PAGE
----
"Sound is more important than picture!" Robert Wuhl said with conviction. I absolutely agree ... sound is crucial. It is exactly what sets a film's tone before you ever see a picture projected on the screen. I knew exactly what I was in for the minute I heard the beauty pageant announcer exuberantly talking over the music of Devotchka before ever seeing Olive's face in Little Miss Sunshine. A sound mixer's stamp on a film is that deafening. Even silent films relied on sound to tell their stories. Buster Keaton's impeccable talents in The Generalstill couldn't mimic the sound of a frantically moving train and the beating heart of a man driven by love.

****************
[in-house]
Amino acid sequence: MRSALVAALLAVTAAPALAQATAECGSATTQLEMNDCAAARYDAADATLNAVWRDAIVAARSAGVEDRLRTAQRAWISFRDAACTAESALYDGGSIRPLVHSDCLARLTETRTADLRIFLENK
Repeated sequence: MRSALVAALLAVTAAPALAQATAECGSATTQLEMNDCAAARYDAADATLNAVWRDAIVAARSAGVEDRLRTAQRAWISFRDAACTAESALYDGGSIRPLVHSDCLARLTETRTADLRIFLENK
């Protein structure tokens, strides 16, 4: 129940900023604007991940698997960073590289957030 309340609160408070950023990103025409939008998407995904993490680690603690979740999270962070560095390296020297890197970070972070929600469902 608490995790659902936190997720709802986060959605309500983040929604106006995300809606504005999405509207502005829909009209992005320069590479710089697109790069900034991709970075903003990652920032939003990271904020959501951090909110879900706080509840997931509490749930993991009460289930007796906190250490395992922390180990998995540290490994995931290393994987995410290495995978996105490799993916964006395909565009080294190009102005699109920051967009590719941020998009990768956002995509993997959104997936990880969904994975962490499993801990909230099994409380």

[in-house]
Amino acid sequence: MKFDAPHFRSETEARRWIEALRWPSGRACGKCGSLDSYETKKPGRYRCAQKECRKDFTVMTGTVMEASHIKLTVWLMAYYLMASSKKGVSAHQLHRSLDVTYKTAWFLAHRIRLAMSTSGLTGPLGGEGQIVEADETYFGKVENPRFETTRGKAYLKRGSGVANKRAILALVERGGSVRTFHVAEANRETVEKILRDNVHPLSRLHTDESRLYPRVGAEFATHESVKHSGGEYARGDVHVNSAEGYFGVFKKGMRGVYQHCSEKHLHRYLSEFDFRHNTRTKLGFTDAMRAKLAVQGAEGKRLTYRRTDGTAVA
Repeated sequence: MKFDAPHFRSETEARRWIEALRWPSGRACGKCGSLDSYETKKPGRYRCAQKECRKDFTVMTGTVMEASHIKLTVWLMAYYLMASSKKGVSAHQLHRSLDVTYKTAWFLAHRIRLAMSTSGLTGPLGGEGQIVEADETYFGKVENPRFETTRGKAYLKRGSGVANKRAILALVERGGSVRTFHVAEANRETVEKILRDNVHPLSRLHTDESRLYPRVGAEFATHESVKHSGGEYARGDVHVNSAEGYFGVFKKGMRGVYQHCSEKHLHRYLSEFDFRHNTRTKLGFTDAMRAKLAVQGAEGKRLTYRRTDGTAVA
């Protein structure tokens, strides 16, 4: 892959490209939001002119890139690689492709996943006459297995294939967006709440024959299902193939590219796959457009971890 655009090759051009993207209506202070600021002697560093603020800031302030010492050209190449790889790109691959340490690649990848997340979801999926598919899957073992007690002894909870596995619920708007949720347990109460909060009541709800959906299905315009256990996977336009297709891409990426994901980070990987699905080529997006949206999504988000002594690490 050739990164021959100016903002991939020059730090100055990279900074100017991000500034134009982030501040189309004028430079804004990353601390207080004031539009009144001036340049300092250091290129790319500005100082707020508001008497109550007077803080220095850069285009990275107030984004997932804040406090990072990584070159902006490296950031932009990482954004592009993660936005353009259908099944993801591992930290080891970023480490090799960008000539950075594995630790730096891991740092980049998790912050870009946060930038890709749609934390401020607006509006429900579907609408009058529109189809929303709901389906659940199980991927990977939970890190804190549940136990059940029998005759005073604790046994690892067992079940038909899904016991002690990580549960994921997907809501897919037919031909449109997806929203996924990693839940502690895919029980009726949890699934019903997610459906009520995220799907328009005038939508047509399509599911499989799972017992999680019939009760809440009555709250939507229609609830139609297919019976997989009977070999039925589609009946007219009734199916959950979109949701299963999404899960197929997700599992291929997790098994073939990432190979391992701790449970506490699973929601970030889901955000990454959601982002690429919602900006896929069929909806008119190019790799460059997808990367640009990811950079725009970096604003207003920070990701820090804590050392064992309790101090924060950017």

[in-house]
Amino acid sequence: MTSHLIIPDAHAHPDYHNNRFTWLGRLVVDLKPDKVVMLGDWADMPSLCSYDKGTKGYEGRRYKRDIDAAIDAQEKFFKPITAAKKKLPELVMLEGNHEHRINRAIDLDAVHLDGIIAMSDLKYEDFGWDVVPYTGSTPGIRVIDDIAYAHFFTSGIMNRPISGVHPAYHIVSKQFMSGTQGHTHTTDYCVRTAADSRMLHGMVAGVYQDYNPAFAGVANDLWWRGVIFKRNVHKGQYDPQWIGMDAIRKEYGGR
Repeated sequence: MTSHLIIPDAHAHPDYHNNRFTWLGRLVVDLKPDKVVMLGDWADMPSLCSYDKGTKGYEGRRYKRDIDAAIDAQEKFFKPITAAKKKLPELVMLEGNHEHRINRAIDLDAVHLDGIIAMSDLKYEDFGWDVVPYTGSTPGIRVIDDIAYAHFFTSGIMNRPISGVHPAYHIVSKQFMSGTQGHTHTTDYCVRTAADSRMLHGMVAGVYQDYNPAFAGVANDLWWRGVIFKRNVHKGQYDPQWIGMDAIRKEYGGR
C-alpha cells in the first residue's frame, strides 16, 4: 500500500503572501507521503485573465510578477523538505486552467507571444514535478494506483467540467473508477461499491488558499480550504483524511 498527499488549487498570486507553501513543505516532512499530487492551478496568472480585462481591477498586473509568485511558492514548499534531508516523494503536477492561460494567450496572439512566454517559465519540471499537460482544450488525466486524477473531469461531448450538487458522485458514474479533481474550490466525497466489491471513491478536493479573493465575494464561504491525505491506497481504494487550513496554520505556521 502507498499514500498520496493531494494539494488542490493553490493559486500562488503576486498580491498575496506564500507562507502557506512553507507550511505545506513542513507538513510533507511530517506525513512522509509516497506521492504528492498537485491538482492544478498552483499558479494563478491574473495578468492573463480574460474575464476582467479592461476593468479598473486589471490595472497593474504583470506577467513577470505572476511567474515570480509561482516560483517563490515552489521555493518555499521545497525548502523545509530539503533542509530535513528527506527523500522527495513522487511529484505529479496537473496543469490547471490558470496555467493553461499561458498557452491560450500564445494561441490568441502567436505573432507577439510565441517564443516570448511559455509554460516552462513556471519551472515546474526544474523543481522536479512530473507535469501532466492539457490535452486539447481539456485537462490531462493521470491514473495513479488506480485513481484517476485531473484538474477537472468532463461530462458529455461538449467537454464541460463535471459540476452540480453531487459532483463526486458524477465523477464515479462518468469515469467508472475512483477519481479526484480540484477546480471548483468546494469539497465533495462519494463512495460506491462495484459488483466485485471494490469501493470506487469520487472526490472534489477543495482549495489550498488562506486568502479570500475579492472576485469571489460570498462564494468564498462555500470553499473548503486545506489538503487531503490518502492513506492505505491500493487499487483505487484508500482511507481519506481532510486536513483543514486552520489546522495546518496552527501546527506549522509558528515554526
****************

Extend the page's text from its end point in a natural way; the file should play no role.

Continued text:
"Sound people don't get the respect they deserve," Wuhl also said. The work of a sound mixer can, ironically, go unheard. It's the more 'technical' category of the Oscars where the winner will certainly be hushed off the stage by a premature sound cue -- the irony ensues. Luckily, the Cinema Audio Society held their 43rd Annual award ceremony on February 17 to honor their own for their outstanding achievements in filmmaking.